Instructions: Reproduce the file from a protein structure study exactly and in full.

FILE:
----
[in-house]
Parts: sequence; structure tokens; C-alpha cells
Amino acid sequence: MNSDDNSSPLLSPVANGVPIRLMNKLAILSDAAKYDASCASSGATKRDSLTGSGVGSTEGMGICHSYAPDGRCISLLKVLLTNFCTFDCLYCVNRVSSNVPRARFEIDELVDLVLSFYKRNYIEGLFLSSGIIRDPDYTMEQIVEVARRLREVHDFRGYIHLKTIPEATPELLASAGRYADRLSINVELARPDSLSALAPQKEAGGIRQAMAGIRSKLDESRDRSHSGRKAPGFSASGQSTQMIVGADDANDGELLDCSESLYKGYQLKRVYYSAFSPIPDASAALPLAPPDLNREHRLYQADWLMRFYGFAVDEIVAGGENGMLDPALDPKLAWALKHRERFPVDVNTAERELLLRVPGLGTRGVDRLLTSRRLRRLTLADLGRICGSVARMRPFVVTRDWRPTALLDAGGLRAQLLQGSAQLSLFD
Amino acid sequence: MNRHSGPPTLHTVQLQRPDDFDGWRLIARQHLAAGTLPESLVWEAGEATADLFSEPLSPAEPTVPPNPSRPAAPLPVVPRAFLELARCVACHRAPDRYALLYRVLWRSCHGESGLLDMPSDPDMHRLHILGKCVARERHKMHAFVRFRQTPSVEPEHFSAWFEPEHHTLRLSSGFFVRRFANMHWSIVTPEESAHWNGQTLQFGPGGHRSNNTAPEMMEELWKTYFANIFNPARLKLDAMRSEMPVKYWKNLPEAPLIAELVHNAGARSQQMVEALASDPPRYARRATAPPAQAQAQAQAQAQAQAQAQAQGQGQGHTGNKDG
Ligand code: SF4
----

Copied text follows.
[in-house]
Parts: sequence; structure tokens; C-alpha cells
Amino acid sequence: MNSDDNSSPLLSPVANGVPIRLMNKLAILSDAAKYDASCASSGATKRDSLTGSGVGSTEGMGICHSYAPDGRCISLLKVLLTNFCTFDCLYCVNRVSSNVPRARFEIDELVDLVLSFYKRNYIEGLFLSSGIIRDPDYTMEQIVEVARRLREVHDFRGYIHLKTIPEATPELLASAGRYADRLSINVELARPDSLSALAPQKEAGGIRQAMAGIRSKLDESRDRSHSGRKAPGFSASGQSTQMIVGADDANDGELLDCSESLYKGYQLKRVYYSAFSPIPDASAALPLAPPDLNREHRLYQADWLMRFYGFAVDEIVAGGENGMLDPALDPKLAWALKHRERFPVDVNTAERELLLRVPGLGTRGVDRLLTSRRLRRLTLADLGRICGSVARMRPFVVTRDWRPTALLDAGGLRAQLLQGSAQLSLFD
Amino acid sequence: MNRHSGPPTLHTVQLQRPDDFDGWRLIARQHLAAGTLPESLVWEAGEATADLFSEPLSPAEPTVPPNPSRPAAPLPVVPRAFLELARCVACHRAPDRYALLYRVLWRSCHGESGLLDMPSDPDMHRLHILGKCVARERHKMHAFVRFRQTPSVEPEHFSAWFEPEHHTLRLSSGFFVRRFANMHWSIVTPEESAHWNGQTLQFGPGGHRSNNTAPEMMEELWKTYFANIFNPARLKLDAMRSEMPVKYWKNLPEAPLIAELVHNAGARSQQMVEALASDPPRYARRATAPPAQAQAQAQAQAQAQAQAQAQGQGQGHTGNKDG
Ligand code: SF4